Usually, adults. I say that because Hubbie, is STILL a child.

This is why I was so concerned. He laughs in the face of danger: hangs over far too much over a 25-storey railing; he’ll walk along a brick wall where one side is a path, the other a dangerously high drop to breaks-ville; he will jump and climb up and off of any kind of climb-worthy apparatus, without so much as a care, second thought or slow deliberation.

Also, he had just had two double-shot coffees – and that with his childish and wild genetic composition, was a BAD combination.

Here he was, with our pride and joy – MY pride and joy – standing casually, a bit too TOO close, to the edge of a rocky drop where the other side of the steep descent was dangerously pokey rocks, and smooth, still, ENDLESS water.

I was dying.

As I approached them, I was in a serious state of panic. They were so calm, so chilled about it all. Peering over the edge, getting closer to the descent. I started to cry. And I yelled out some choice words to him. I painted a stark picture, and it got his attention.

He took baby girl’s hand, and they started to walk towards me. “Come on baby girl, Mama is upset,” he said.

“Sorry Mama,” she said.

“Just go over there,” I said breathlessly, as I ordered them back up the wooden steps and to the stable, safer, lookout point.

I turned back to the water, and breathed.

And breathed.

And soon after, I snapped that picture.

And I was grateful. Because the beautiful image before us, could turn ugly in an instant. l am an eternal dreamer, but a realist too. And though I am a glass- half-full gal, I have seen too much sadness to stick my head in the sand anymore.

Life and everything in it, terrifies me to no end, ever since baby girl entered our world and made it so precious. I am grateful for the beauty in it, but I always look behind me, I always check my footing, to check there are no uneven rocks.

I love views like this. And I will continue to photograph them. But under still, calm waters…

 

 

 

#555 Mindful swinging at the park

Baby girl has just learnt how to swing on her own. Today was the second time she had the opportunity to practice it as we headed on over to the local park.

We had just had a babycino and cap, and a salted caramel ‘something’ to share at the nearby café, so we were properly fuelled. As we got closer to the park, I let go of her hand and said “go, run. Be free. Frolic. Be 4.”

Soon she was headed over to the swing, the place of her new-found confidence and extension of never-ending playfulness. She wanted me to give her a big push to get started, and then said “let go Mama.”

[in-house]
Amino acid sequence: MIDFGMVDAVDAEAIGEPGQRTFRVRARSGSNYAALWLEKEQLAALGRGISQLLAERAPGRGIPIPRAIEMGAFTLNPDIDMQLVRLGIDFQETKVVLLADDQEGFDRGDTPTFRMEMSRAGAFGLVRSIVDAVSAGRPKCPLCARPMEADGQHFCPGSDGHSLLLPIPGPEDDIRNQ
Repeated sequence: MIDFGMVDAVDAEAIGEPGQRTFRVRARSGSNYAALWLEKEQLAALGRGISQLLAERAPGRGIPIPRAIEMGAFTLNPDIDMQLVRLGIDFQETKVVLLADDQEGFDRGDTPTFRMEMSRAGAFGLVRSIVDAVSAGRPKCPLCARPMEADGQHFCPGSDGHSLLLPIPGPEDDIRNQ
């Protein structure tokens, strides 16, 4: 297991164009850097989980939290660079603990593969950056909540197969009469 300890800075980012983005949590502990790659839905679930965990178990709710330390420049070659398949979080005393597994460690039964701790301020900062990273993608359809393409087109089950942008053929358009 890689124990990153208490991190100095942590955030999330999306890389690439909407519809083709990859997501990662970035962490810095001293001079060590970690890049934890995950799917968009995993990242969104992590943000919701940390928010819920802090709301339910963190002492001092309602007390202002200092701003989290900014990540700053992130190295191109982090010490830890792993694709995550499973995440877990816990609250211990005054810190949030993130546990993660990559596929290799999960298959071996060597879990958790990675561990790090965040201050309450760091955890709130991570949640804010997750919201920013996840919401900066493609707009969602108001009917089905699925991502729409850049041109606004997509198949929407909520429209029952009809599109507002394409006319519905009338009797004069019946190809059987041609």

(Oh darling. I will never let go).

But then as life would have it, as our children grow up, she wanted me beside her. ( 🙂 ) She motioned to the swing beside her and told me to “sit.”

Soon we were both swinging, sometimes going back and forth simultaneously, other times in opposite directions. It was a still day, the sun sometimes coming out from behind the prevalent clouds of the day. We were silent for the longest time, going back and forth at our varying paces, and my mind wandered over to something I had read the other day.

Mindfulness. What was the quote?

“Yesterday is history, tomorrow is a mystery, today is a gift of God, which is why we call it the present.”  – Bil Keane.

The article had mentioned 7 habits to cultivating a happier life. And one of the points that had captivated me had been the act of living in the present. Not worrying about what had passed, and not stressing about what may, or may not come… but concerning oneself solely, with the NOW.

The technique mentioned was to be aware of your palms and feet, and clenching both while becoming aware of your surroundings. It said to try and concentrate on where you were, and if your mind naturally wandered, to not judge yourself too harshly, but to simply gently steer your attention back to where it needed to be.

So that’s what I did. As we swung back and forth, in the quiet of the local park, I clenched the hands that were around the swing chain, and tensed my feet below me that were swinging back and forth in my white sneakers. I observed my body in the almost-too tight swing seat, breathed in the fresh air, felt the warmth on my face, and tried to think of NOW.

A young teenager was nearby, walking home from school in their uniform, and the image before me made my mind go elsewhere. Suddenly baby girl was also a teen, and there were a multitude of concerning issues flooding my mind. How would I help her with her problems? Would she ask for help? Would she be happy? Would she like school? Would she like her Life?